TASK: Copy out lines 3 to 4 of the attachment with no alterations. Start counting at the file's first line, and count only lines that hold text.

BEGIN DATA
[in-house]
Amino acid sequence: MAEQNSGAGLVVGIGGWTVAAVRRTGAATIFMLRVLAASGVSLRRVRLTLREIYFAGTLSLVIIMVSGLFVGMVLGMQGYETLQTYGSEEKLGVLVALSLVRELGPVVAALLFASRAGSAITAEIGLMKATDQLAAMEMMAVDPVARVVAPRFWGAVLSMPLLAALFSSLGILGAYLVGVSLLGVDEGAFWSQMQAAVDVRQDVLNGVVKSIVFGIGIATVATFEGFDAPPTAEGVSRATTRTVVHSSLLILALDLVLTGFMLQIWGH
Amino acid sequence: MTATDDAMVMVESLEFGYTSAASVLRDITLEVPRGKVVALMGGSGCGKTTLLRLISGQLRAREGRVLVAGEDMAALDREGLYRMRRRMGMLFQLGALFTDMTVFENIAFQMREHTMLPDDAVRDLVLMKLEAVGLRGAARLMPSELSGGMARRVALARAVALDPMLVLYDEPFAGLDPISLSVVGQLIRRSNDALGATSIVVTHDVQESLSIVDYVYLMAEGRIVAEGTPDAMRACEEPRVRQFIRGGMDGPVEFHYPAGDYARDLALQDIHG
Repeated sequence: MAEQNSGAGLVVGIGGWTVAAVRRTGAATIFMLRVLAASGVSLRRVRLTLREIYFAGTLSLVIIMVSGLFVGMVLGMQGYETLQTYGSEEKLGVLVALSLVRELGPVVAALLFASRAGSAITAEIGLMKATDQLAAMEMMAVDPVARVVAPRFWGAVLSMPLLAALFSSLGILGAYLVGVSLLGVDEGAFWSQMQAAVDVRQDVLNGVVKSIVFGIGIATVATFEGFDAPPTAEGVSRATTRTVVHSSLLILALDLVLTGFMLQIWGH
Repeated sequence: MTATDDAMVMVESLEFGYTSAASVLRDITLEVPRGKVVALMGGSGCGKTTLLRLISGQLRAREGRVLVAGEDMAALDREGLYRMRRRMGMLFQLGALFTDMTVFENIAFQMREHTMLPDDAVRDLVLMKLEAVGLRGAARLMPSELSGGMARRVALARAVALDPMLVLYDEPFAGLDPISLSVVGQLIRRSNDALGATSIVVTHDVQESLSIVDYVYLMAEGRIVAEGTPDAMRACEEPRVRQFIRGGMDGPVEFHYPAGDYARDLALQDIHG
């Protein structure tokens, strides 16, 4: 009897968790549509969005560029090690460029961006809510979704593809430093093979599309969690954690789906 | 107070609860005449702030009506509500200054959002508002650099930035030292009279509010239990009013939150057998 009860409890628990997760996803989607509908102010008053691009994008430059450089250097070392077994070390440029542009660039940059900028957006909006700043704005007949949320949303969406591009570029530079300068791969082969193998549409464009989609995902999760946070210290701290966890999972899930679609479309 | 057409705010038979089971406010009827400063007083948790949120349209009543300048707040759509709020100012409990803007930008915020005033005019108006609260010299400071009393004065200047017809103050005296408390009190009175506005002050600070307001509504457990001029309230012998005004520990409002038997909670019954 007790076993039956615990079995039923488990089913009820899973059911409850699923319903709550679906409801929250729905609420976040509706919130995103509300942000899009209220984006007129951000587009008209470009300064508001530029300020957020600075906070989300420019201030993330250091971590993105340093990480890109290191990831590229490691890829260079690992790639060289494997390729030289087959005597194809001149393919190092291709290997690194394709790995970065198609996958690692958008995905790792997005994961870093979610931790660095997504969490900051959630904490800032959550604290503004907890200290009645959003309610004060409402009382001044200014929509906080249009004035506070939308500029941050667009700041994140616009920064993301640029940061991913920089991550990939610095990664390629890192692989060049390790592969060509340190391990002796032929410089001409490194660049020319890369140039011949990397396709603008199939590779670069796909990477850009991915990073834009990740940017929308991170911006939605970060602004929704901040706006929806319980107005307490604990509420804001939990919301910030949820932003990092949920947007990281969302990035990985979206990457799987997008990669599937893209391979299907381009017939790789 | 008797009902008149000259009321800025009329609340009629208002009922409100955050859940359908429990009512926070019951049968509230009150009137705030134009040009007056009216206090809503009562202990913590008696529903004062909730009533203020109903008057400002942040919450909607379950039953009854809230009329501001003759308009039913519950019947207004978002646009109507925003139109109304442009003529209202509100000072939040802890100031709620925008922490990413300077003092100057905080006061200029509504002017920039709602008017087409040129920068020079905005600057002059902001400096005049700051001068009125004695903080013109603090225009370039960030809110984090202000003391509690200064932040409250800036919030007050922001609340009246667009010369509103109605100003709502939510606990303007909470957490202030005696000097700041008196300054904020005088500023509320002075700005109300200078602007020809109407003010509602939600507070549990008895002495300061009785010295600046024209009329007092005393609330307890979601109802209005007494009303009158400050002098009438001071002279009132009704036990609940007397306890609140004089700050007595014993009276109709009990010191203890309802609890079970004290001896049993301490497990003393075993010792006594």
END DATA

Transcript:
Amino acid sequence: MTATDDAMVMVESLEFGYTSAASVLRDITLEVPRGKVVALMGGSGCGKTTLLRLISGQLRAREGRVLVAGEDMAALDREGLYRMRRRMGMLFQLGALFTDMTVFENIAFQMREHTMLPDDAVRDLVLMKLEAVGLRGAARLMPSELSGGMARRVALARAVALDPMLVLYDEPFAGLDPISLSVVGQLIRRSNDALGATSIVVTHDVQESLSIVDYVYLMAEGRIVAEGTPDAMRACEEPRVRQFIRGGMDGPVEFHYPAGDYARDLALQDIHG
Repeated sequence: MAEQNSGAGLVVGIGGWTVAAVRRTGAATIFMLRVLAASGVSLRRVRLTLREIYFAGTLSLVIIMVSGLFVGMVLGMQGYETLQTYGSEEKLGVLVALSLVRELGPVVAALLFASRAGSAITAEIGLMKATDQLAAMEMMAVDPVARVVAPRFWGAVLSMPLLAALFSSLGILGAYLVGVSLLGVDEGAFWSQMQAAVDVRQDVLNGVVKSIVFGIGIATVATFEGFDAPPTAEGVSRATTRTVVHSSLLILALDLVLTGFMLQIWGH